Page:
Mr. Jenkins: Are there any other internal shuffles of programs or service delivery agencies, or any other movements about that we are aware of or are anticipating doing or underway within the department?
Hon. Ms. Duncan: Transfers from Executive Council Office to Government Services - no, not that I'm aware of or discussing.
Mr. Jenkins: No, I wasn't referring specifically to transfers from Executive Council Office to Government Services. I was referring to any other internal structural changes within Executive Council Office. Within Executive Council Office, are there any other structural changes?
Hon. Ms. Duncan: Not structural changes. We have enhanced the Bureau of Management Improvement internal audit function. We have enhanced the land claims unit by the executive management committee, which I spoke of yesterday. We are assisting in the workload and the focus of the department by having an associate deputy minister work within the Executive Council Office - but structural changes, no. Enhancements and working with programming, yes. Those are the changes.
Mr. Jenkins: What additional costs are we going to see forthcoming with the establishment of the bureau of management and internal audit?
Hon. Ms. Duncan: Right now it is being met within the resources that we voted in the past in this House in June, July - this summer. So, right now, it is being met by internal resources and in next year's budget it will be a line item.
Mr. Jenkins: What kind of total cost can we see Executive Council Office increasing by? What kind of total budget can we see there? Because there are a lot of initiatives that it looks like are going into that department and we still have just over four and a half months to go in our fiscal period before the year-end.
We have moved over a lot of initiatives to the department. We have established - or, as the minister so ably termed it - lodged an associate deputy minister within the department. There has got to be a cost associated with that. How many more FTEs are we anticipating within the department and how much more costs are we going to be incurring within that department?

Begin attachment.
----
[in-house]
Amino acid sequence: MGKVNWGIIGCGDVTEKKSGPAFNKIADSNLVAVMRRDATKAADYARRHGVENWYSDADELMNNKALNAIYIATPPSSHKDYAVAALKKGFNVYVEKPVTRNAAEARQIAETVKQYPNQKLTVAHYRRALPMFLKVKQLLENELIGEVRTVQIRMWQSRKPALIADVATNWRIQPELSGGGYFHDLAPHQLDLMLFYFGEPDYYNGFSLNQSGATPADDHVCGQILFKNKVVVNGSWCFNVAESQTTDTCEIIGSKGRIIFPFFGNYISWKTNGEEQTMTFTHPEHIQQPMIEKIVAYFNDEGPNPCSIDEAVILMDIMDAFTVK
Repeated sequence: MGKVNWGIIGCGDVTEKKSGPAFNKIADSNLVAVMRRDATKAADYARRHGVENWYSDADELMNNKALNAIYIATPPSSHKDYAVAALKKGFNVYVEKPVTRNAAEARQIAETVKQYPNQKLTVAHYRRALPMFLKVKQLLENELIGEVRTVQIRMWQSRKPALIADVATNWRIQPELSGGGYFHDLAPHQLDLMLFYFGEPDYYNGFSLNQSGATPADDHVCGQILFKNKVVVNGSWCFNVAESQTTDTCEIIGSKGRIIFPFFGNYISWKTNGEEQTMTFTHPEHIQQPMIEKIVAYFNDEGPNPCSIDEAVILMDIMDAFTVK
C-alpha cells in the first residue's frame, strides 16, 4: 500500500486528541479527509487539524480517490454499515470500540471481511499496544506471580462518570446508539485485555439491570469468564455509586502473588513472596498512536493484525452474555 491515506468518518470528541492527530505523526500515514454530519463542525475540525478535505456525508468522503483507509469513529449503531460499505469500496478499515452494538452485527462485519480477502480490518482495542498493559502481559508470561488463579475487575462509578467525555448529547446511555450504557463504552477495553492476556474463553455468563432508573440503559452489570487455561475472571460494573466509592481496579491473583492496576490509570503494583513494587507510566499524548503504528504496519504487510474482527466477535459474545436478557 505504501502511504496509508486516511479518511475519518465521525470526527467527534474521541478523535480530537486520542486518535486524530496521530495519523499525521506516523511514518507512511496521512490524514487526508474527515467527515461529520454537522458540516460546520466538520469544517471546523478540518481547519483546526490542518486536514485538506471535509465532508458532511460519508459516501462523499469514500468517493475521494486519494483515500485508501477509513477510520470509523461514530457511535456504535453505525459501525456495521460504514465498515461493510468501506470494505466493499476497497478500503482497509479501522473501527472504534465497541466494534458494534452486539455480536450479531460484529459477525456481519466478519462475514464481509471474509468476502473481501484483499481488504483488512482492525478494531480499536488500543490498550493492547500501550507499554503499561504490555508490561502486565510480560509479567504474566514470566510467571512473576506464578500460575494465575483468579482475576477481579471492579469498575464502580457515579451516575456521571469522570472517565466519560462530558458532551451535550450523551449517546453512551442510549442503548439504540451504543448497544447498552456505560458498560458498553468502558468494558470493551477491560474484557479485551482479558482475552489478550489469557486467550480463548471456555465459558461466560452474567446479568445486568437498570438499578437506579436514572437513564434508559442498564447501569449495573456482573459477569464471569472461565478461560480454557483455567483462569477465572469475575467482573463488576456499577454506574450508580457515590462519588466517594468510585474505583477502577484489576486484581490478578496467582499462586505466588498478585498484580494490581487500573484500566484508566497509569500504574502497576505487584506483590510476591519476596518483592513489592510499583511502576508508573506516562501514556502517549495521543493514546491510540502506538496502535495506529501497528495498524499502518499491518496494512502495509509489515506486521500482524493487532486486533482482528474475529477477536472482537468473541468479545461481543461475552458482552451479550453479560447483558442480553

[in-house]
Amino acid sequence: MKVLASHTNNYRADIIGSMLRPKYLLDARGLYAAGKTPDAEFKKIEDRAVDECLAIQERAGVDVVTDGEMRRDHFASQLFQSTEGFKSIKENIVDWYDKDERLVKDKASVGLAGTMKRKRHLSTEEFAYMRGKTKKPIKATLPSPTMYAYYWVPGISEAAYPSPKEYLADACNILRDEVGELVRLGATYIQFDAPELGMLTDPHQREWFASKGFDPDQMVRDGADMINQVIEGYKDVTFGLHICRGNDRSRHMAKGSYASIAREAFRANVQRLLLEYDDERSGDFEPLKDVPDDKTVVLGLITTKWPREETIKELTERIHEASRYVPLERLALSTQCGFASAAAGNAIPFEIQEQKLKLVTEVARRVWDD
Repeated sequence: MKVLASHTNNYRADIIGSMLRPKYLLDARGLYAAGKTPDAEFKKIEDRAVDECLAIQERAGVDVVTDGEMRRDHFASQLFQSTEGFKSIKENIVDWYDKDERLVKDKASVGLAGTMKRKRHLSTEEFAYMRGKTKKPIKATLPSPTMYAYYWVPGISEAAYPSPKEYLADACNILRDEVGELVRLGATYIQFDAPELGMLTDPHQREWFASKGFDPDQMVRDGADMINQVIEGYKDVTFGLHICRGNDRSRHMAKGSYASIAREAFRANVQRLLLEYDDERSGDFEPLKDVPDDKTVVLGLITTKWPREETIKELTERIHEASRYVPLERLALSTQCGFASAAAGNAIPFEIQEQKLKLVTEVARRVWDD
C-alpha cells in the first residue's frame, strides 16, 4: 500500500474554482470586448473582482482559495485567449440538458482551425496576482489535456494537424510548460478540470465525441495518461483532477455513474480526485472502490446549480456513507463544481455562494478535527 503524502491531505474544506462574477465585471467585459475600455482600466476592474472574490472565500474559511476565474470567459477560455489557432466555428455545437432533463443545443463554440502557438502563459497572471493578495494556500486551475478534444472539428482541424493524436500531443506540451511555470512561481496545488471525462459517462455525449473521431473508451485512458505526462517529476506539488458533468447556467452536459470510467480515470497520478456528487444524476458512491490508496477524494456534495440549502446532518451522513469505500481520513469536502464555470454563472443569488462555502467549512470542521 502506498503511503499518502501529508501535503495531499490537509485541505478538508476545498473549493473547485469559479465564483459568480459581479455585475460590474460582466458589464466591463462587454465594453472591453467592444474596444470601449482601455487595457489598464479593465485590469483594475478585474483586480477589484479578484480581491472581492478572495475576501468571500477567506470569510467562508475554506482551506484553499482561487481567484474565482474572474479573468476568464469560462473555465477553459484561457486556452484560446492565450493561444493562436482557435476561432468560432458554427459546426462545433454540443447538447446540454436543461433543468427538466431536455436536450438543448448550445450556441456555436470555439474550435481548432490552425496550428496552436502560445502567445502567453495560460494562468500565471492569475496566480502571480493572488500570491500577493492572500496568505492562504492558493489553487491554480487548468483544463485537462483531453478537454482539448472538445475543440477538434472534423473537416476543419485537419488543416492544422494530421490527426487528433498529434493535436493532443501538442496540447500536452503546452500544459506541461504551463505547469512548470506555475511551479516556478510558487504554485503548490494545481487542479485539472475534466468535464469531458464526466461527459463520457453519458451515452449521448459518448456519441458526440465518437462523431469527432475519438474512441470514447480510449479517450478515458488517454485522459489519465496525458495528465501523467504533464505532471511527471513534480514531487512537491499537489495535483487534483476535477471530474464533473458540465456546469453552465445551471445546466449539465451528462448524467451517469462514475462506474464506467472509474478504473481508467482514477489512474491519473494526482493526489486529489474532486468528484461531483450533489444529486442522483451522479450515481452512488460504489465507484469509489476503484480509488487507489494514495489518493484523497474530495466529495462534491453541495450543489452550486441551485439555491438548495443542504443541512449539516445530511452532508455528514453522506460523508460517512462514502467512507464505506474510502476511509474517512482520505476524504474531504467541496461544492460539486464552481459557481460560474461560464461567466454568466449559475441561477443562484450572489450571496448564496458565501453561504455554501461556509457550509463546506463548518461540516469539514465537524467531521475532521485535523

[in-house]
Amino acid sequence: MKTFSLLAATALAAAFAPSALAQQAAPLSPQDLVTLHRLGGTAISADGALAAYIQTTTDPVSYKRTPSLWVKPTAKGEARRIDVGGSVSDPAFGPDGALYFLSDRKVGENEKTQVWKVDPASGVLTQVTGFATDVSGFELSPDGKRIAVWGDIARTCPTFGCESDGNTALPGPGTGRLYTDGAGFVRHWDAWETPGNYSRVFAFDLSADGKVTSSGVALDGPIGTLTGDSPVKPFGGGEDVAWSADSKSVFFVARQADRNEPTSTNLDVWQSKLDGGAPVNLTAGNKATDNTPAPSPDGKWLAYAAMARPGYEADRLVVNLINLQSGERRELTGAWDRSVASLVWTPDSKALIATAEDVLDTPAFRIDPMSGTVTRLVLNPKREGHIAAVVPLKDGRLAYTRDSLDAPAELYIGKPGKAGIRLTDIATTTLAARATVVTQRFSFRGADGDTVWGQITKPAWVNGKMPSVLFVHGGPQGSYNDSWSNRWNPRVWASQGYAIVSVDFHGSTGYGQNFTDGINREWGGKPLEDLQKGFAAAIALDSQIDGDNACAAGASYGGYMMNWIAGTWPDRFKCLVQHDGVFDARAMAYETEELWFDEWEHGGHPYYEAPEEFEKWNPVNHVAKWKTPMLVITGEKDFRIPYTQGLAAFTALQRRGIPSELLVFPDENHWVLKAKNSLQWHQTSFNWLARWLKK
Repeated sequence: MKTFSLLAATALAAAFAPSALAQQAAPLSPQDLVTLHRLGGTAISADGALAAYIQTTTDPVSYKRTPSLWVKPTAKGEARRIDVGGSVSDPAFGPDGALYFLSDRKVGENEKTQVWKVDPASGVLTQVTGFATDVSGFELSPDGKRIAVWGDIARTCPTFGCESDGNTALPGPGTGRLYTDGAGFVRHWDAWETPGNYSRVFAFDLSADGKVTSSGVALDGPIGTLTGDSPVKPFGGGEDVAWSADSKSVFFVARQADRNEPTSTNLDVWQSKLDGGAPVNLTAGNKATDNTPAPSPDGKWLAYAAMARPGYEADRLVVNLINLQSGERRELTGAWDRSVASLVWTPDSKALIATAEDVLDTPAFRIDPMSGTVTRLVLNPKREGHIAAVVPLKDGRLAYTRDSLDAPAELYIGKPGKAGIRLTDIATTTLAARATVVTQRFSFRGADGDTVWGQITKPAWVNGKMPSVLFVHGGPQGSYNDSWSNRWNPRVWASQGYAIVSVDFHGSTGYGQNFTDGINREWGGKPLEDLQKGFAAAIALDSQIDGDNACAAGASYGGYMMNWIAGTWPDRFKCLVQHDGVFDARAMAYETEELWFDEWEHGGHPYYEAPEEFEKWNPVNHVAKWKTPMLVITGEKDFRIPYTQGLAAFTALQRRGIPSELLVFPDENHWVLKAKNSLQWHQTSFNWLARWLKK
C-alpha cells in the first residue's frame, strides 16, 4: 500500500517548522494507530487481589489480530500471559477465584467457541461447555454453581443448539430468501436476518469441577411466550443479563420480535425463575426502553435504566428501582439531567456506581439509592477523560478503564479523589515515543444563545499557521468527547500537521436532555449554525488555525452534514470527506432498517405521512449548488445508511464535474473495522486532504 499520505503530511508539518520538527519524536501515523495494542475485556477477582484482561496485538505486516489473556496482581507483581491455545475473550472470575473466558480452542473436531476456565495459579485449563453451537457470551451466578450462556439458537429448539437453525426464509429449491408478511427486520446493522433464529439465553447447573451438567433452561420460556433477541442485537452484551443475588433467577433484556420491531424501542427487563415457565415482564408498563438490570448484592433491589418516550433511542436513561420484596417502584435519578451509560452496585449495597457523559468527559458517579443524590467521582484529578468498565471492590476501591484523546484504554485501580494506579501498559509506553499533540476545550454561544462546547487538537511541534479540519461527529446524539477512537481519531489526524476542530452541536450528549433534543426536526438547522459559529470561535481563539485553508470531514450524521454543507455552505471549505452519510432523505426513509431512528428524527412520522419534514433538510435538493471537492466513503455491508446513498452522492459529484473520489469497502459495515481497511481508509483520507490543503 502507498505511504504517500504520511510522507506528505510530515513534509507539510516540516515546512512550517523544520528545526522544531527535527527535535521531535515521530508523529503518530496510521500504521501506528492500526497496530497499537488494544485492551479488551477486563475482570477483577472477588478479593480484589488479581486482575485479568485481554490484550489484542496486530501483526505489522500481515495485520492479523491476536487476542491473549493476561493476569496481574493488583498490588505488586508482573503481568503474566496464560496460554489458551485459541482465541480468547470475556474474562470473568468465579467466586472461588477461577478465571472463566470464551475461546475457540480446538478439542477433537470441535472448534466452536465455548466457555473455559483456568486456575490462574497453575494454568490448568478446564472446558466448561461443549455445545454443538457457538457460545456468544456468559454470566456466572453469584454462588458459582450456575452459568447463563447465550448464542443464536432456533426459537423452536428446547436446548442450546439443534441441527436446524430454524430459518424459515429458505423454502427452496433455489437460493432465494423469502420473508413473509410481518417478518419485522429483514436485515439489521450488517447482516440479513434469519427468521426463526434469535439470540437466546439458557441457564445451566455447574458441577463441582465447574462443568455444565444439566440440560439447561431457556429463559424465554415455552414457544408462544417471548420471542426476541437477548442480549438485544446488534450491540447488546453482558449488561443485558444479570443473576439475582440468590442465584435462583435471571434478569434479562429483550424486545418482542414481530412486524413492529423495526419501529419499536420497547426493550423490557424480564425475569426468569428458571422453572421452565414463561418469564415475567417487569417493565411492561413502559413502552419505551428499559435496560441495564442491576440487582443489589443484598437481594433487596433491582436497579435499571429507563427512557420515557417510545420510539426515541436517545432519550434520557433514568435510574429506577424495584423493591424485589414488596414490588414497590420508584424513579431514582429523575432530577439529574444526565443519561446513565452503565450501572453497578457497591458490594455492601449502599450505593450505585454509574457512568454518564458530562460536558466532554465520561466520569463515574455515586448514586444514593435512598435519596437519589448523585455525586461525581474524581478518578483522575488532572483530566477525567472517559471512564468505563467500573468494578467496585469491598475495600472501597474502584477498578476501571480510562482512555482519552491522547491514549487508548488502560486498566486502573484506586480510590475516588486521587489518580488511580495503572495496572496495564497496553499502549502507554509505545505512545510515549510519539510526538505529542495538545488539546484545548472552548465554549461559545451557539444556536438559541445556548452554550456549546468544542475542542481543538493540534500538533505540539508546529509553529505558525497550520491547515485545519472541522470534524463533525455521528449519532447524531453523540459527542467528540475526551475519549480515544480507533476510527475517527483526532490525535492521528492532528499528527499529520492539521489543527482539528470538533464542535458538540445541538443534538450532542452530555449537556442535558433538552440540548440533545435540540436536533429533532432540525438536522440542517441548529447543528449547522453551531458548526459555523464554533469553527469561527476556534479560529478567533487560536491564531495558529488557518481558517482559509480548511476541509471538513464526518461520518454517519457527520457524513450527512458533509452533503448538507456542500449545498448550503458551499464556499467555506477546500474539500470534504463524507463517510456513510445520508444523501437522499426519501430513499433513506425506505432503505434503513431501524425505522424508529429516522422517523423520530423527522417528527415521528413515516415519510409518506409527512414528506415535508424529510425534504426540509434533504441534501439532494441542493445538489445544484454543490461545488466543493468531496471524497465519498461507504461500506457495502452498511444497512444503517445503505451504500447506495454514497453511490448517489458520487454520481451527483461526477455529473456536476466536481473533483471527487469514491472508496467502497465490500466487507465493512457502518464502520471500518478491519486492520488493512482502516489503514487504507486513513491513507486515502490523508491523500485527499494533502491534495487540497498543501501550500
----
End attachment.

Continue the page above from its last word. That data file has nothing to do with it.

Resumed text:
Hon. Ms. Duncan: Mr. Chair, for the changes that I have outlined, we are working within the existing departmental budget, and that's precisely what we are doing. And with regard to next year's budget, well, the member opposite will see that in February.
Chair: Order please. The time being 4:30, do members wish to take a brief recess?
Some Hon. Members: Agreed.
Chair: We'll take a 10-minute recess.
Chair: I now call Committee of the Whole to order.
We will continue with general debate on the Executive Council Office.
Mr. Fairclough: I have one question. I was asking the Premier about the office in Alaska and we did not get back to the issue.
I was wondering what the status of that is?
Hon. Ms. Duncan: Mr. Chair, I'm not certain what office the member is referring to. That's why we didn't get back to it. I asked the member to elaborate. I certainly will provide the information, but I'm not sure what office he's referring to.
Mr. Fairclough: Mr. Chair, there is a direction from ECO to - there was a contract awarded to develop a paper to create a Juneau office, and I was wondering where that was at. It was a contract that went out this summer. What was completed and what was the result of that? Are we going to have a government office in Juneau?
Hon. Ms. Duncan: Mr. Chair, that's a very good question. I don't have an answer for the member opposite. I am unaware of the contract. I will certainly find out, though, and I will get back to the minister post-haste.
Mr. Fairclough: I would appreciate that, Mr. Chair. This contract to Steve Smyth went out on June 23 and ended July 30, and it was to create and develop a paper for that office. If there was something that was completed, it's a direction that came out of Executive Council Office - a sole-source contract - but it was to open an office in Juneau. If that work has been done, I would like some information on it with regard to where the office will be, who is going to staff the office, how it's going to be staffed, and what the cost is for having the office in Juneau, and whether or not the government plans to open other government offices elsewhere, maybe in Canada, Alberta or B.C. If the member could give me that information - if she doesn't have it in front of her now, I'll just give her a minute to look through her information.